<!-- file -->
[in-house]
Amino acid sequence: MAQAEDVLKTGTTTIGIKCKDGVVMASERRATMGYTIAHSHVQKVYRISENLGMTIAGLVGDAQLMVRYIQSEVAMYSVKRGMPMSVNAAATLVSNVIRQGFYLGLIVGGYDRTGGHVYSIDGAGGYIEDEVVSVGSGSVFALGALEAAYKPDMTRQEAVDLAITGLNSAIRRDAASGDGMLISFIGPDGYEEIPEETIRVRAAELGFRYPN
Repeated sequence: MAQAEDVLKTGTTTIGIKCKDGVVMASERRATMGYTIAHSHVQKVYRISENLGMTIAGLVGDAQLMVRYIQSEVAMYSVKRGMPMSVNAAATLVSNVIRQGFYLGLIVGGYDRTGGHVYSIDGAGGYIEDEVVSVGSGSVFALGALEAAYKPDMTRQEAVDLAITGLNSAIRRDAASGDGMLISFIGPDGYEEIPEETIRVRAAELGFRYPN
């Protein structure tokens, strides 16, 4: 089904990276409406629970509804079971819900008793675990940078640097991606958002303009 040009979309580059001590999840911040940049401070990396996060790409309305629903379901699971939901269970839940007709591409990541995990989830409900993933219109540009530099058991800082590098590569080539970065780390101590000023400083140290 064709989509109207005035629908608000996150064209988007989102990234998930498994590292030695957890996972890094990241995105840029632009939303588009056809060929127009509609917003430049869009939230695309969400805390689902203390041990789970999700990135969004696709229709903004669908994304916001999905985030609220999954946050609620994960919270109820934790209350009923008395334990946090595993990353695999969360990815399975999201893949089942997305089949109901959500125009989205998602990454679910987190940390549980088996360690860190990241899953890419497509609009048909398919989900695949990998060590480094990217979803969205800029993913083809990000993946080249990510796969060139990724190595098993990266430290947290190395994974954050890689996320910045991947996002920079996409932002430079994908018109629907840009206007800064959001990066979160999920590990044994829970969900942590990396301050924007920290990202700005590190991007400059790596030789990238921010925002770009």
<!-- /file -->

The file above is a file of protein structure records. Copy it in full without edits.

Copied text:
[in-house]
Amino acid sequence: MAQAEDVLKTGTTTIGIKCKDGVVMASERRATMGYTIAHSHVQKVYRISENLGMTIAGLVGDAQLMVRYIQSEVAMYSVKRGMPMSVNAAATLVSNVIRQGFYLGLIVGGYDRTGGHVYSIDGAGGYIEDEVVSVGSGSVFALGALEAAYKPDMTRQEAVDLAITGLNSAIRRDAASGDGMLISFIGPDGYEEIPEETIRVRAAELGFRYPN
Repeated sequence: MAQAEDVLKTGTTTIGIKCKDGVVMASERRATMGYTIAHSHVQKVYRISENLGMTIAGLVGDAQLMVRYIQSEVAMYSVKRGMPMSVNAAATLVSNVIRQGFYLGLIVGGYDRTGGHVYSIDGAGGYIEDEVVSVGSGSVFALGALEAAYKPDMTRQEAVDLAITGLNSAIRRDAASGDGMLISFIGPDGYEEIPEETIRVRAAELGFRYPN
């Protein structure tokens, strides 16, 4: 089904990276409406629970509804079971819900008793675990940078640097991606958002303009 040009979309580059001590999840911040940049401070990396996060790409309305629903379901699971939901269970839940007709591409990541995990989830409900993933219109540009530099058991800082590098590569080539970065780390101590000023400083140290 064709989509109207005035629908608000996150064209988007989102990234998930498994590292030695957890996972890094990241995105840029632009939303588009056809060929127009509609917003430049869009939230695309969400805390689902203390041990789970999700990135969004696709229709903004669908994304916001999905985030609220999954946050609620994960919270109820934790209350009923008395334990946090595993990353695999969360990815399975999201893949089942997305089949109901959500125009989205998602990454679910987190940390549980088996360690860190990241899953890419497509609009048909398919989900695949990998060590480094990217979803969205800029993913083809990000993946080249990510796969060139990724190595098993990266430290947290190395994974954050890689996320910045991947996002920079996409932002430079994908018109629907840009206007800064959001990066979160999920590990044994829970969900942590990396301050924007920290990202700005590190991007400059790596030789990238921010925002770009």